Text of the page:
No one can claim that Catriona McPherson plays it safe with her writing. Few authors today take as many risks as Catriona does in terms of genre, style, tone, and the various other components of writing. Even in her Dandy Gilver historical mystery series, McPherson has made some choices that probably surprised some of her fans, but it is with her stand-alone novels where she is really stretching her writing wings. Come to Harm, Catriona McPherson’s latest contemporary suspense stand-alone, will be out early next month and readers should be prepared for something completely different.
Come to Harm is the story of Keiko Nishisato and her experience in the Scottish village of Painchton. As the novel begins, readers discover that Keiko is a Japanese student who has received some type of educational grant allowing her to relocate to Scotland for the semester. Because her benefactors in this arrangement are a group of Painchton residents, she is required to live in the village while going to University. This new living arrangement finds her occupying an apartment above the Poole’s butcher shop.
Since everything here is totally foreign to Keiko, she must force herself to adapt as she navigates the intricacies of village life. The villagers all seem thrilled to have her around and each night a different family has been assigned to see that she is fed and entertained. It is a credit to McPherson’s writing that readers will also feel completely discombobulated and overwhelmed by these strange interactions – just as Keiko herself experiences those same emotions.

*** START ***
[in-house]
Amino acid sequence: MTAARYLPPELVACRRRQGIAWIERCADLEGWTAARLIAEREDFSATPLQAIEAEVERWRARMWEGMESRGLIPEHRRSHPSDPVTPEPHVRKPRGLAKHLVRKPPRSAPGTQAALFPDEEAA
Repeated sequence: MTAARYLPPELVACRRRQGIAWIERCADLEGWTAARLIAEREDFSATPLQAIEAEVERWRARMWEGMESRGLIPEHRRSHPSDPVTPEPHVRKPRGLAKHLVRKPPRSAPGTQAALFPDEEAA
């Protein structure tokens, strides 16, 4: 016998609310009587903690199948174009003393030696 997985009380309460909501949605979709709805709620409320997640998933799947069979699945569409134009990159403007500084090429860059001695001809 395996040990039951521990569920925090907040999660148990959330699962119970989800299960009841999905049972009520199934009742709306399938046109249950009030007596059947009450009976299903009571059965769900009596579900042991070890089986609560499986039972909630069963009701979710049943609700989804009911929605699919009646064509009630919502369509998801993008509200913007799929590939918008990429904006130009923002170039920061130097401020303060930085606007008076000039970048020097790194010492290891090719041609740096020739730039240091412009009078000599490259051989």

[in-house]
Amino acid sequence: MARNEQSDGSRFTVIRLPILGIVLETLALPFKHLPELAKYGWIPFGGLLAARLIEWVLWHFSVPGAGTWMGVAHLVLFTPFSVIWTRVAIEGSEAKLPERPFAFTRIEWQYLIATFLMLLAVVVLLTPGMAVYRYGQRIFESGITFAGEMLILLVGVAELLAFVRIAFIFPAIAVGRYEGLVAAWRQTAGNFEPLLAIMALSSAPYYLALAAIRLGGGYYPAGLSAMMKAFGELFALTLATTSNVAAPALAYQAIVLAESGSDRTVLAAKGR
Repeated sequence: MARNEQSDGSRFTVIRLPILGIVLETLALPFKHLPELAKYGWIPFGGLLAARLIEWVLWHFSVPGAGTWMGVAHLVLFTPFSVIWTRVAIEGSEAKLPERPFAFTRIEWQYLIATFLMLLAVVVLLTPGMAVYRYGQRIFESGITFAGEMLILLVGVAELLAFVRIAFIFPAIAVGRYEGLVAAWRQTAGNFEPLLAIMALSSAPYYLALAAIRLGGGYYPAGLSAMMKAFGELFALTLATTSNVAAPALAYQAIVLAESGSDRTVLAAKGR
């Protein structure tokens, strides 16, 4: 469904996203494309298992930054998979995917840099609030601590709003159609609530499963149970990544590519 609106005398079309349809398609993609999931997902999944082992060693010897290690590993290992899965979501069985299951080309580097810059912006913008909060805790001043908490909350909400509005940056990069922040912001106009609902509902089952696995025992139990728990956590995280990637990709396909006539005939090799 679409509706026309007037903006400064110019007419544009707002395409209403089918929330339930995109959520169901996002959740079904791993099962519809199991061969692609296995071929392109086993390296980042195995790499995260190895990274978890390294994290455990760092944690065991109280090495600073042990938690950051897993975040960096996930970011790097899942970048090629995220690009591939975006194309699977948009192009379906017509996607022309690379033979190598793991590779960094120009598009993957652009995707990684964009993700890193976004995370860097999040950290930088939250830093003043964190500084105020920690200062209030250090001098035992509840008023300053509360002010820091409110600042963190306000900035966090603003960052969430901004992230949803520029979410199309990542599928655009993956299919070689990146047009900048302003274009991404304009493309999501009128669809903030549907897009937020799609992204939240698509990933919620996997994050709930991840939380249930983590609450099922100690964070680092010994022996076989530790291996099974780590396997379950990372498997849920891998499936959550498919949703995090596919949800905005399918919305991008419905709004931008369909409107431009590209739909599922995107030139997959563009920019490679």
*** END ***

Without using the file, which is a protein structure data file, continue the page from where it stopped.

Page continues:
Descriptions of food, food preparation and dining practices abound as eventually Keiko decides to use the villagers as her test subjects for her thesis on food as modern folklore. The questionnaires she prepares for them to fill out give readers insight into both Keiko and her many test subjects.
As Keiko slowly begins to adjust to her new surroundings, she strikes up friendships with some members of the village. Oddly, there seems to be no love lost between most of the townsfolk and one of her new friends, Fancy Clarke. And Keiko even finds herself as the centerpiece in a rivalry between Malcolm and Murray Poole.
While all of this appears perfectly normal to the people of Painchton, Catriona McPherson effortlessly leads her readers to sense the underlying tone of menace which permeates every action. By this point, readers will be invested in Keiko’s well-being and they will be unsure of who is trustworthy and who might be up to no good.
Once Keiko discovers that several young women have mysteriously left Painchton under suspicious circumstances, she begins to realize that something is amiss – even as readers start to fear it might be too little too late for Keiko. Moments of clear foreshadowing will steer readers toward the town’s secrets early on, but in true McPherson style, things are rarely ever what they seem.
Come to Harm is anything but traditional storytelling. Call it an immersive experience in completely unfamiliar territory and you will be close to understanding what reading this novel feels like. It is something that only Catriona McPherson could have written and readers will justifiably lap it up.
Disclaimer: A print galley of this title was distributed by the publisher at Bouchercon in Long Beach. No review was promised and the above is an unbiased review of the novel.